Beam-delivery fibers vary in light-guiding core size, depending on the application. Cores of 50 or 100 μm are common for cutting and other precision applications. Cores of 400 to 600 μm are used for brazing and some types of welding, and 600 μm fibers can deliver a few kilowatts of power. Core sizes to 1500 μm can be used for applications such as hardening and cladding.

Power capability depends on core size, and beam quality depends on both core size and numerical aperture. Laserline Inc. (Santa Clara, CA) rates a 200 μm fiber with 0.2 NA as able to deliver 500 W with beam parameter product (BPP) of 20 mm-mrad; a 400-μm fiber with 0.1 NA can deliver up to 2 kW at the same beam quality.

Types of beam combination

Advanced beam-combination techniques can increase brightness as well as total power. Diode output is inherently polarized, so power can be doubled by combining two beams of orthogonal polarization. For example, the 80 W produced by combining eight diodes emitting 10 to 12 W in a 100 μm, 0.12 NA fiber can be doubled to 160 W by adding a second set of eight such emitters with orthogonal polarization.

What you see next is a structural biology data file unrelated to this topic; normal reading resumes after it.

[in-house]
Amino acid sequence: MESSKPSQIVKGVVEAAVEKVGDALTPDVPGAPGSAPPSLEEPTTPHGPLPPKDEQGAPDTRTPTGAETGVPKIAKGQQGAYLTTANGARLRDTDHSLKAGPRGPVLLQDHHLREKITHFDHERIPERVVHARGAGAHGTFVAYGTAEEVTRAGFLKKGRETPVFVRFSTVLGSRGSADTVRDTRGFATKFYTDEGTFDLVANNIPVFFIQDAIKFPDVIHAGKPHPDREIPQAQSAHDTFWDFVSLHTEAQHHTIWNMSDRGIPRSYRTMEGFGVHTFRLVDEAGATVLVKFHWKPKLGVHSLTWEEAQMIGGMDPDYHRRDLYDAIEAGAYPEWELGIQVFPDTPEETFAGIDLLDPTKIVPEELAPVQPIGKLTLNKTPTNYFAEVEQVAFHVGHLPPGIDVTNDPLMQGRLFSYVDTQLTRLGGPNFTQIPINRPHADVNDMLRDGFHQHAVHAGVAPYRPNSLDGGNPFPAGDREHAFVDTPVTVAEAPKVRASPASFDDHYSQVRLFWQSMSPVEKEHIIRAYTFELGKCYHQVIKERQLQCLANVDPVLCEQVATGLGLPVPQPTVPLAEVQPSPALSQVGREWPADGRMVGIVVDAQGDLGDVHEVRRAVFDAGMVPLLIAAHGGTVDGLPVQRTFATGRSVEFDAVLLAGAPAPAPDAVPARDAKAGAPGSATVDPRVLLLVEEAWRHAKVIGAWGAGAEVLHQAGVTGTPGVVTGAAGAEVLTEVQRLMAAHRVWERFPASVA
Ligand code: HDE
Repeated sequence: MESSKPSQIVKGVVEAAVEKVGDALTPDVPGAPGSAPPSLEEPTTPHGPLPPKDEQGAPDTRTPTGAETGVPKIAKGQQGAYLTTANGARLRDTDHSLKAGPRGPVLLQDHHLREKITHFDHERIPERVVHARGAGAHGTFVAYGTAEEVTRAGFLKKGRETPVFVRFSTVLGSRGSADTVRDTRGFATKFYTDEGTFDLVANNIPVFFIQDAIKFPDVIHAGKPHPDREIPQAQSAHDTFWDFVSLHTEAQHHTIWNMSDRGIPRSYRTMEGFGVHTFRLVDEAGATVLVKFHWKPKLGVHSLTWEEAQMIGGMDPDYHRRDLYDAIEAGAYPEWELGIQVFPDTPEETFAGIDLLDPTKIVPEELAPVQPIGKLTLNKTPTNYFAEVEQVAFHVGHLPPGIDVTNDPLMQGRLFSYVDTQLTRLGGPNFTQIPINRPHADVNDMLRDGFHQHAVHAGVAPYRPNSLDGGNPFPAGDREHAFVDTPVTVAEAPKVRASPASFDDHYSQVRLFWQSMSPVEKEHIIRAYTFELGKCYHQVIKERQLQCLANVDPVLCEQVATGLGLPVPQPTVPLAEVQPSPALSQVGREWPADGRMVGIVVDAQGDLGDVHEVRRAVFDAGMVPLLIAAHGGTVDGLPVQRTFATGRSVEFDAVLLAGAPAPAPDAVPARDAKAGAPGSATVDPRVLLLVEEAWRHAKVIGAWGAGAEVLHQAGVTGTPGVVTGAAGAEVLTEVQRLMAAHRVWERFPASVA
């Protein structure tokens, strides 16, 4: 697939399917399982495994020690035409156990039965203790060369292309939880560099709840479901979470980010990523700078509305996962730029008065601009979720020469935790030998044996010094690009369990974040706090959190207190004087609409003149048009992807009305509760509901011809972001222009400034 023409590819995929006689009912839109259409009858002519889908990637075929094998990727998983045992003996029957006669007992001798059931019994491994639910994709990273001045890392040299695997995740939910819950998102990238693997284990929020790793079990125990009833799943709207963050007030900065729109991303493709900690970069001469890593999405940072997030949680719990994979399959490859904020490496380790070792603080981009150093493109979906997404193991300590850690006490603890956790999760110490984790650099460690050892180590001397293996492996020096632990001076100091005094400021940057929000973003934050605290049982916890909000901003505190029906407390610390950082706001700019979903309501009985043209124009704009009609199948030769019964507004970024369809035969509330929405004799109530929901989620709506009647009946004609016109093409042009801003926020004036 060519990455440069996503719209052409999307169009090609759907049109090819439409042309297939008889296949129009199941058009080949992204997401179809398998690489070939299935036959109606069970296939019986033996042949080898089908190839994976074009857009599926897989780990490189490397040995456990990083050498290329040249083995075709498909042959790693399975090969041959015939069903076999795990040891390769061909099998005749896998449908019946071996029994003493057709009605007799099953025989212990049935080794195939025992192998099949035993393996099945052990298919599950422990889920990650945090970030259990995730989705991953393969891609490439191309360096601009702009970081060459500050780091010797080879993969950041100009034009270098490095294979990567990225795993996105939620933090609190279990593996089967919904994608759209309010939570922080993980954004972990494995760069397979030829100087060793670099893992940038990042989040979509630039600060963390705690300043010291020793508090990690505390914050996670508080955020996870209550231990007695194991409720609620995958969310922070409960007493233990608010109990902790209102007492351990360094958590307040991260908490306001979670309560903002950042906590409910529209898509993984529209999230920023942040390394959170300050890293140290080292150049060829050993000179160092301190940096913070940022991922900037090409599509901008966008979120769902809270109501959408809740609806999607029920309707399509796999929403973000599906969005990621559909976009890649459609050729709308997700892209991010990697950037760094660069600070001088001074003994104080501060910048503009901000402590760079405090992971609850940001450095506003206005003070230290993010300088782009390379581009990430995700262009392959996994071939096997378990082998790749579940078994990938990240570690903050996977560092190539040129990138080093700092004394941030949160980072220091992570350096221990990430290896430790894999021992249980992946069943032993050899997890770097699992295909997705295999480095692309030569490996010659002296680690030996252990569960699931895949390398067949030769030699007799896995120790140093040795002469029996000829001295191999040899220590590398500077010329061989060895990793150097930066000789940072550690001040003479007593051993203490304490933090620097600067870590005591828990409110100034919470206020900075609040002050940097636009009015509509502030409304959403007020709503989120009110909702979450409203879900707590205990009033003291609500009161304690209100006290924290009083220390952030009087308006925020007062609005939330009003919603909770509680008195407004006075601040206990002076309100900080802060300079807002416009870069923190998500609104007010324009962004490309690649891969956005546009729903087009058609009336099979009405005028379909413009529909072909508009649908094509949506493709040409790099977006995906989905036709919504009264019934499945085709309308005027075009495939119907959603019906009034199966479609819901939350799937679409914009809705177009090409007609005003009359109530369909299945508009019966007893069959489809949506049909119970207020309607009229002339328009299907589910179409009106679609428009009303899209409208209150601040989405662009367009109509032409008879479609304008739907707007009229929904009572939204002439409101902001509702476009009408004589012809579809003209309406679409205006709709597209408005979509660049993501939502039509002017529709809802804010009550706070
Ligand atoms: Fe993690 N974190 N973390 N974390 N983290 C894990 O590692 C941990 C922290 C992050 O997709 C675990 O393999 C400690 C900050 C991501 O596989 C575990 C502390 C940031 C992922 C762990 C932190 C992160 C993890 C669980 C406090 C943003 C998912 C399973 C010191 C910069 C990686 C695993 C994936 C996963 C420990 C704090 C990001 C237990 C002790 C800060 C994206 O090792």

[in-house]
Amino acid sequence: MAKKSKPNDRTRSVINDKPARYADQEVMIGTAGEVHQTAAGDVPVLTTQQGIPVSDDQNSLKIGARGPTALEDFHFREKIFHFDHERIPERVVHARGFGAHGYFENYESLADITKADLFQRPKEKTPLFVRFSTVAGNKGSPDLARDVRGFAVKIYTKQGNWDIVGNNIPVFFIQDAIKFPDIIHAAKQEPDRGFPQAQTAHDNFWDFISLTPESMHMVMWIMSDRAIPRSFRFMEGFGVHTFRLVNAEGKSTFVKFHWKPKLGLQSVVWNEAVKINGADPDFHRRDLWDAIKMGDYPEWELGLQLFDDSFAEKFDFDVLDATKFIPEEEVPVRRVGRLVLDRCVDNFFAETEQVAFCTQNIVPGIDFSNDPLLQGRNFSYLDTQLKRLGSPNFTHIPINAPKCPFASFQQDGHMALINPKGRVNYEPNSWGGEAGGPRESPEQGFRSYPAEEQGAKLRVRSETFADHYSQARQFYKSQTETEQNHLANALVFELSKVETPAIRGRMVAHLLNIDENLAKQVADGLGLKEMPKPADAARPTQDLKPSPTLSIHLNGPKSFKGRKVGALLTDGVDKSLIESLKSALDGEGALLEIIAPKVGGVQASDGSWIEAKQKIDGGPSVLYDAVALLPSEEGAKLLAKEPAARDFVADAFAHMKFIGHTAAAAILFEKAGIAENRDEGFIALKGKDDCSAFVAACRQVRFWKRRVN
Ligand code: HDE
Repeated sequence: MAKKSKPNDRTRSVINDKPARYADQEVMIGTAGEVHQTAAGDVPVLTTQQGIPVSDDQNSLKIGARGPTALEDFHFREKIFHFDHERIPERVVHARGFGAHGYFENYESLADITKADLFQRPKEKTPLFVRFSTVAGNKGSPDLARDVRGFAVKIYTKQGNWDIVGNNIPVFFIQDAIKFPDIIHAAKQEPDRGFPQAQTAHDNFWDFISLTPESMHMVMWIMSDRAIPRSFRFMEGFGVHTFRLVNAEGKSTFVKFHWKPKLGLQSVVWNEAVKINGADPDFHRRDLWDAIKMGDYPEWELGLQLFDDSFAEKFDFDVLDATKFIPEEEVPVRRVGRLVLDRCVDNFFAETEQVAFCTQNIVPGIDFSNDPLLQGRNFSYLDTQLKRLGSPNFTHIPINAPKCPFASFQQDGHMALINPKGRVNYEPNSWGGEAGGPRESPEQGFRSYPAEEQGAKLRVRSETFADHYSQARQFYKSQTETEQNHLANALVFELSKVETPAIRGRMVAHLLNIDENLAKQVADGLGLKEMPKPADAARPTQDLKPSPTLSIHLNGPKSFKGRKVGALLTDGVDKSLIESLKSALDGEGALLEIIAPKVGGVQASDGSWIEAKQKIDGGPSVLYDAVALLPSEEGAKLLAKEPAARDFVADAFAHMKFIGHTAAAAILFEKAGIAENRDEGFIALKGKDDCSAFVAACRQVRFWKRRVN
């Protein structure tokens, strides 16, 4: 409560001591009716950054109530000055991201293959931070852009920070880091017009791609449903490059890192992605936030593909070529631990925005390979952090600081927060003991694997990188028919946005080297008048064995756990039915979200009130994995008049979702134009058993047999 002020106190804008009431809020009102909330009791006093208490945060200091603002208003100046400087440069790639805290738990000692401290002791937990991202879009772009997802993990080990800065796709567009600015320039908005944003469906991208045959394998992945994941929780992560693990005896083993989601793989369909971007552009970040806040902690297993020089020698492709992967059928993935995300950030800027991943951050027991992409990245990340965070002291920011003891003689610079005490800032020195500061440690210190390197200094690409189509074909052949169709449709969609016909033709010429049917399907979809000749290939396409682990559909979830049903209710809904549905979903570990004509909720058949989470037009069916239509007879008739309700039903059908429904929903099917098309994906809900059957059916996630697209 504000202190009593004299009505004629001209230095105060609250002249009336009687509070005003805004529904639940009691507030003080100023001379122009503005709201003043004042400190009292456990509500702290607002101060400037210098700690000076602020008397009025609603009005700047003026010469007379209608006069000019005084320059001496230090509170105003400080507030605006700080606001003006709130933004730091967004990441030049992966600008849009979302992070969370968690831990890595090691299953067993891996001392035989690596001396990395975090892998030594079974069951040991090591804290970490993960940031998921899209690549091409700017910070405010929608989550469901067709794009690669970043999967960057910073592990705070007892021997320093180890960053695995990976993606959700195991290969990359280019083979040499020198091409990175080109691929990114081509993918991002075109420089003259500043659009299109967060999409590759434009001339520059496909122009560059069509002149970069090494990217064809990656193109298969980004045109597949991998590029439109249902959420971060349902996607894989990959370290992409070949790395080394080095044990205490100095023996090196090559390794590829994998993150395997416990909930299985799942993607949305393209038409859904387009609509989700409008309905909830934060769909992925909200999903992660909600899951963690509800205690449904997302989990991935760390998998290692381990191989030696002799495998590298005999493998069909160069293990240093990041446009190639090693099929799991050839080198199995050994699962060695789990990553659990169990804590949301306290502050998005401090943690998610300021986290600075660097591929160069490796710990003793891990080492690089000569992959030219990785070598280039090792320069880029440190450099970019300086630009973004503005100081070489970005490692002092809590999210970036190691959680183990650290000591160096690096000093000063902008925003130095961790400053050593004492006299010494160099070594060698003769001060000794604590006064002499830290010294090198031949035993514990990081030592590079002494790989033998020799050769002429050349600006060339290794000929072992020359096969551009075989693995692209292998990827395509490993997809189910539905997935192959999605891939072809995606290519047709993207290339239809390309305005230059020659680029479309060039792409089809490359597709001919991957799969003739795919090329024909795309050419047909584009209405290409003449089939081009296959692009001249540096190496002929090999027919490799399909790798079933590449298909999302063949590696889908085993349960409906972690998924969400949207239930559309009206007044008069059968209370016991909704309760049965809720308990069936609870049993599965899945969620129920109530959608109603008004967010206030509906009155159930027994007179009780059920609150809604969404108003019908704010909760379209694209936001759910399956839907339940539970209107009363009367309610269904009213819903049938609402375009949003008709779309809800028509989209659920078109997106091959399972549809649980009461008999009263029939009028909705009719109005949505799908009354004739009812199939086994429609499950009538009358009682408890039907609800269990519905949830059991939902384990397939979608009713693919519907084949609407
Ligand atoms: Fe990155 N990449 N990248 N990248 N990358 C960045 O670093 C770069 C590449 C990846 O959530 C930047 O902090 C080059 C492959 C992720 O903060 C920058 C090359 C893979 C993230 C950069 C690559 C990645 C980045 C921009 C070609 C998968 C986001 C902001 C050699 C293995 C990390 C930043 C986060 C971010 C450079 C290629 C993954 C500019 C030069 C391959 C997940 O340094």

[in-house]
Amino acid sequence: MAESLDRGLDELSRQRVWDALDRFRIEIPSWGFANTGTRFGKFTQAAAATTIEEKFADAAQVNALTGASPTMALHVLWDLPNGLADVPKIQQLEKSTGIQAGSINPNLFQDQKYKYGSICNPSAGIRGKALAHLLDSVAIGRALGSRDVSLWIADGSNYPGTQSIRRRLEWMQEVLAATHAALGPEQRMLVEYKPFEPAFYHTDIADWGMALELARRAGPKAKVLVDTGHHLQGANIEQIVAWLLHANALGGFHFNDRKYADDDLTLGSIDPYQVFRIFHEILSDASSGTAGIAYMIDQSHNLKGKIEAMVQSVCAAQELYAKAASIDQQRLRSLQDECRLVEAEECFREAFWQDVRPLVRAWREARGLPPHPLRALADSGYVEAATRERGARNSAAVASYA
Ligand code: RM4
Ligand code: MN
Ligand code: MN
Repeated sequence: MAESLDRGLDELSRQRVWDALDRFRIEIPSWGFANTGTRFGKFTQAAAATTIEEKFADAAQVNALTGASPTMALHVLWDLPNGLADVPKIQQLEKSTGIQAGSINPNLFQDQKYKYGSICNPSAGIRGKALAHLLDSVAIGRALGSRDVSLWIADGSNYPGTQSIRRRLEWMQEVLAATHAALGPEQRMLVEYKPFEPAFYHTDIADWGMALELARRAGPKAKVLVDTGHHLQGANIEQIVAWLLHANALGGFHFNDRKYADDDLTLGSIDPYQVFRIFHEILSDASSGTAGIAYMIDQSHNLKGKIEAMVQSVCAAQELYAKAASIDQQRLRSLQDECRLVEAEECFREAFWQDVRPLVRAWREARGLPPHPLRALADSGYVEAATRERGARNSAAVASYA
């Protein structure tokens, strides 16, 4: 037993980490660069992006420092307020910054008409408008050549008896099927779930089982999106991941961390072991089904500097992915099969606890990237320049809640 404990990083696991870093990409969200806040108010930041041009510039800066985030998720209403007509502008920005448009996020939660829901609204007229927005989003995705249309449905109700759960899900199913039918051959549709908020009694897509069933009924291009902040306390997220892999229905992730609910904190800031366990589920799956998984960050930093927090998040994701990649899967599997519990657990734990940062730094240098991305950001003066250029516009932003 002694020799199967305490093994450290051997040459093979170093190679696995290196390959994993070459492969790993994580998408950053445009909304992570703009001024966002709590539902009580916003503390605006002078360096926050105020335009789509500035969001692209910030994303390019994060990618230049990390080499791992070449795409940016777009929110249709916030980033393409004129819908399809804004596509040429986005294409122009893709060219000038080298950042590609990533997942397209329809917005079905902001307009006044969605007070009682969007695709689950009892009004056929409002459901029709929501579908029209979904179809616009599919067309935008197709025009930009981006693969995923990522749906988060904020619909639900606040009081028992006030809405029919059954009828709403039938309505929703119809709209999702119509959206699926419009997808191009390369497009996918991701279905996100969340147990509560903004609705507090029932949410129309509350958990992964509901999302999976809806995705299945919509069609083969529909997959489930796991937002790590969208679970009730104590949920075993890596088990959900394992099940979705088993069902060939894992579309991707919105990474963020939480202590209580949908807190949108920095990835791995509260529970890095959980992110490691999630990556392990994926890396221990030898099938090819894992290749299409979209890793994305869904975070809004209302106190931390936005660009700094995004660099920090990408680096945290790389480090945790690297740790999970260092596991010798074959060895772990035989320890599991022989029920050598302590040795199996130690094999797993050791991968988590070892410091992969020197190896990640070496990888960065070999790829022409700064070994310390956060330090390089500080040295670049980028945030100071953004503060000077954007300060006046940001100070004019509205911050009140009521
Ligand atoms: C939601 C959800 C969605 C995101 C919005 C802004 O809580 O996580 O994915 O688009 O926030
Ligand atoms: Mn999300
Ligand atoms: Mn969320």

Two other techniques can further increase power. Coherent beam combination superimposes multiple beams so their phases add, as when a single master oscillator drives several parallel power amplifiers. Wavelength beam combination adds laser beams at several wavelengths, like wavelength-division multiplexing in a fiber-optic system, with the wavelength difference preventing destructive interference among the wavelengths.

Coherent beam combination promises high beam quality as well as high power. However, implementation has been difficult because it requires sub-wavelength phase control and path-length matching, and narrow laser linewidth. Coherent combining of fiber lasers has produced hundreds of watts, but diode results are considerably more modest.2 Two years ago, the MIT Lincoln Laboratory (Lexington, MA) reported coherently combining the output of 218 parallel semiconductor amplifiers to generate 38.5 W.3